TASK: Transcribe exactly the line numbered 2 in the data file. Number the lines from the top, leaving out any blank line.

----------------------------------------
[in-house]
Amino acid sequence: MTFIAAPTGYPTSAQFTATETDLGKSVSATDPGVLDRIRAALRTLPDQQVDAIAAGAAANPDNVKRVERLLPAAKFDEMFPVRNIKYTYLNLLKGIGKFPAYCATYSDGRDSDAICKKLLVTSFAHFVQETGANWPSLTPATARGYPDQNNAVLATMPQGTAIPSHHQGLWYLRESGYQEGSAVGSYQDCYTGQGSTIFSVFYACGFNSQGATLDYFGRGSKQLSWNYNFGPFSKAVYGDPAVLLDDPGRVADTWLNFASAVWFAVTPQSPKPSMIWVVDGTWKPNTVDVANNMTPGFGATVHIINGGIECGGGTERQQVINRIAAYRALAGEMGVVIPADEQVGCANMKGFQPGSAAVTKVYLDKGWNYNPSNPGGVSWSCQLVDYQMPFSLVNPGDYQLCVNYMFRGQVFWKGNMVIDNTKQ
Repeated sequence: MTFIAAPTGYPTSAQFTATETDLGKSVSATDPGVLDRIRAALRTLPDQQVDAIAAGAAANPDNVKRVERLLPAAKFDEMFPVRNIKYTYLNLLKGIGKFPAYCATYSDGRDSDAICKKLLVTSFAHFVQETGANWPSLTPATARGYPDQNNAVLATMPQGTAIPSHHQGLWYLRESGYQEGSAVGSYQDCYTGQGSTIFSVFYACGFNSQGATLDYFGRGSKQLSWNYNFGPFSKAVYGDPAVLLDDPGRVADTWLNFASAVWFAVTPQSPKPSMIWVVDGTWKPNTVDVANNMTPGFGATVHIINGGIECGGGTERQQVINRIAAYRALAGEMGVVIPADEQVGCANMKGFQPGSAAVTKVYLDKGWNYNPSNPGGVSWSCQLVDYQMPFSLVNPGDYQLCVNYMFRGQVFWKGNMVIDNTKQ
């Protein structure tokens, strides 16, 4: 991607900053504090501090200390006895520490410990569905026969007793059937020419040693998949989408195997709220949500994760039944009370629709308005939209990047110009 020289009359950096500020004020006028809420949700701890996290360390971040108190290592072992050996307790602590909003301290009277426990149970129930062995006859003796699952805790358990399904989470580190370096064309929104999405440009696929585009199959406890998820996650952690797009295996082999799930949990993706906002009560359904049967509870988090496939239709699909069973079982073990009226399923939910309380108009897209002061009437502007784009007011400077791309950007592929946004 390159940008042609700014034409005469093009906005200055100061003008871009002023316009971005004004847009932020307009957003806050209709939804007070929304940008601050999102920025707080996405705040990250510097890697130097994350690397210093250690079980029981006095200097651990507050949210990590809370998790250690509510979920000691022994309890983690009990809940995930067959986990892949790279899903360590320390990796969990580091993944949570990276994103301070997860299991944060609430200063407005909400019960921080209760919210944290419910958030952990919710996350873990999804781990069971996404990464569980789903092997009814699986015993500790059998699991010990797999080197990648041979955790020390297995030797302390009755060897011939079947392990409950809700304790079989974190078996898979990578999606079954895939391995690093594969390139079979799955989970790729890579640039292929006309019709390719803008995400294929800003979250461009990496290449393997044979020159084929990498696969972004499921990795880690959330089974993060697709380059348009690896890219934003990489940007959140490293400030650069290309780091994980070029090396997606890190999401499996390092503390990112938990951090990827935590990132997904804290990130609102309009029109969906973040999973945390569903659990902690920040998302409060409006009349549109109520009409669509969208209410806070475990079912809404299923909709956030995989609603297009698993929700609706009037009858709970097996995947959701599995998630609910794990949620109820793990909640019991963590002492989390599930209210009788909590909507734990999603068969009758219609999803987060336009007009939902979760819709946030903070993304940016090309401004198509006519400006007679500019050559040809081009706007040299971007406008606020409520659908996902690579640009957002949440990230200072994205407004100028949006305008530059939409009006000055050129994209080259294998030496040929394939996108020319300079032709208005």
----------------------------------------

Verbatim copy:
Amino acid sequence: MTFIAAPTGYPTSAQFTATETDLGKSVSATDPGVLDRIRAALRTLPDQQVDAIAAGAAANPDNVKRVERLLPAAKFDEMFPVRNIKYTYLNLLKGIGKFPAYCATYSDGRDSDAICKKLLVTSFAHFVQETGANWPSLTPATARGYPDQNNAVLATMPQGTAIPSHHQGLWYLRESGYQEGSAVGSYQDCYTGQGSTIFSVFYACGFNSQGATLDYFGRGSKQLSWNYNFGPFSKAVYGDPAVLLDDPGRVADTWLNFASAVWFAVTPQSPKPSMIWVVDGTWKPNTVDVANNMTPGFGATVHIINGGIECGGGTERQQVINRIAAYRALAGEMGVVIPADEQVGCANMKGFQPGSAAVTKVYLDKGWNYNPSNPGGVSWSCQLVDYQMPFSLVNPGDYQLCVNYMFRGQVFWKGNMVIDNTKQ